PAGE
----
Though both fall under the general heading of solar power, PV and solar thermal are very different technologies with generally separate destinies. So let's consider each in turn.
Italy and Spain have launched their own feed-in tariff programs, while California is offering cash incentives that subsidize new PV installations by up to $2.50 per watt. By the end of 2008, 20 nations and most U.S. states are expected to have solar incentives of some kind in place. And China, with its big trade surplus and desperate need for electricity, will both produce more solar panels domestically and import more from overseas. Demand, in short, will remain strong in the near term, mostly as a result of government incentives.
But PV profitability is another story. In 2007, demand was so strong that solar panel makers were able to hold the line on prices while their production costs fell, sending profit margins up. This combination of rising sales and widening margins has attracted an avalanche of capital, which the recipients are using to build new factories. When that capacity comes on line in the near future, the result will be a temporary glut similar to what the semiconductor industry goes through periodically, says Travis Bradford. "[In semiconductors], every eight or nine years you get a supply bottleneck. Then profits go up and people invest a lot of capital and prices adjust. In PV, we're probably between the 'invested a lot of capital' and 'prices adjust' phases. By late 2008 PV prices will be falling like a rock.There's a massive margin squeeze coming." It will take a couple of years, says Bradford, for supply and demand to come back into balance, during which time the profit margins of the solar panel makers may fall below 2007 levels.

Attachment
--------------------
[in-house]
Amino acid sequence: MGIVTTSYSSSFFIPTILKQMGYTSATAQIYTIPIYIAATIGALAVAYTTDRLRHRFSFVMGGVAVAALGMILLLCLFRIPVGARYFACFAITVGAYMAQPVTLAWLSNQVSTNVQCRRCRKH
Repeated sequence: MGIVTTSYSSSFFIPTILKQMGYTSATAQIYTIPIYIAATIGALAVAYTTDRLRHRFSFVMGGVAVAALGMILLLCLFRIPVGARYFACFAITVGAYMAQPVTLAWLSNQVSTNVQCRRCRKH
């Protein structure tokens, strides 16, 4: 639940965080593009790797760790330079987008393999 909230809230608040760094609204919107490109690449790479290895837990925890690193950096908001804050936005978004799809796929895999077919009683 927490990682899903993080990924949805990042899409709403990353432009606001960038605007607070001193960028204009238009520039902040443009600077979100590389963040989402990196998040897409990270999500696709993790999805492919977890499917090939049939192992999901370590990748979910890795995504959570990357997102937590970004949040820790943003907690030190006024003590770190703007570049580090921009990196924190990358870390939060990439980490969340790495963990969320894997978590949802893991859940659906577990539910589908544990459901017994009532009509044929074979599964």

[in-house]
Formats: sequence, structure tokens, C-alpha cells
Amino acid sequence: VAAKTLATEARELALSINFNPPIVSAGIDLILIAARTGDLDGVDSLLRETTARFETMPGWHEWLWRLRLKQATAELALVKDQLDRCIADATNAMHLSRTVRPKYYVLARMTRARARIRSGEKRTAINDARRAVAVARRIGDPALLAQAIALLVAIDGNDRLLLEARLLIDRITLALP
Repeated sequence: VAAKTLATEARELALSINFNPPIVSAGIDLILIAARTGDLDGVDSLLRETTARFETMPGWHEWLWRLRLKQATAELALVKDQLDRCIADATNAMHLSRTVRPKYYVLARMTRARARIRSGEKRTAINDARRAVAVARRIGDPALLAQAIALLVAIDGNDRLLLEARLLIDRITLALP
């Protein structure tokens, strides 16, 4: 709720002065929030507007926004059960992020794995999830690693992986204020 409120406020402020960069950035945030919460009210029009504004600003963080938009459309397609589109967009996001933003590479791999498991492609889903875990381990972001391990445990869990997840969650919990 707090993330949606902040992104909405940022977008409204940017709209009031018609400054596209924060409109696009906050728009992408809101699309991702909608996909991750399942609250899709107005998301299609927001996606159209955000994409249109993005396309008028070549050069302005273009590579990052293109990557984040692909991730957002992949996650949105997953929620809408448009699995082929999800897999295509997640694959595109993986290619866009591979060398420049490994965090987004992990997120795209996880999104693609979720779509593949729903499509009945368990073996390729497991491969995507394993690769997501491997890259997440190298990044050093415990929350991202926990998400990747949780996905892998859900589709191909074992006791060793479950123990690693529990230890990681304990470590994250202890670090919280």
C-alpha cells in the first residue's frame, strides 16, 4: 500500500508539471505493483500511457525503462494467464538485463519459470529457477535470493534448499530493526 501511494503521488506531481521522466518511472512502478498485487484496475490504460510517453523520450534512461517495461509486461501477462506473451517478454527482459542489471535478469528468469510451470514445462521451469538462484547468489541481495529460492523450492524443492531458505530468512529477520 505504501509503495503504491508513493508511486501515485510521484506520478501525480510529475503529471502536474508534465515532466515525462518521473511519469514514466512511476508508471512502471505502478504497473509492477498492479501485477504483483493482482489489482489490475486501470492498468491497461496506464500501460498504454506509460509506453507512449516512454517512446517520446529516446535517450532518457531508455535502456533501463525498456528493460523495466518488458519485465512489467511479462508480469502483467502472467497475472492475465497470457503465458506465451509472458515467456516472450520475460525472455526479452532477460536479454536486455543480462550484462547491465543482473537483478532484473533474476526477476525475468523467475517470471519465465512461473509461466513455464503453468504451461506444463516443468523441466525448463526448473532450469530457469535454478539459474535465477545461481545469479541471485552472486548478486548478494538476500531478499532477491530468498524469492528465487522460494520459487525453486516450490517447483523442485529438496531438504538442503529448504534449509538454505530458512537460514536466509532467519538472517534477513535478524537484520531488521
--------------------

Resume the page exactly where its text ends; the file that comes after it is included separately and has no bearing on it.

Then things get really interesting. During the margin squeeze, costs will keep falling. By 2012, module prices will pierce $2 a watt ($3 to $4 installed), predicts Bradford. At that point, solar power will be economically viable without government subsidies, and it will embark on a long, long run in which rising demand drives new supply, which lowers prices, which spurs more demand, with no real end in sight. At last, a positive feedback loop!
For an idea of what kind of growth this implies, start with the fact that Germany, the world's most solar-centric economy, gets less than 1% of its electricity from PV. Outside Germany, solar barely registers. Its U.S. market share is 0.05%, which means it could expand 20 times from 2007 levels and still be at only 1%. Meanwhile, China and India by themselves will install more new solar generating capacity each year than the whole world used in, say, 2004. ....read more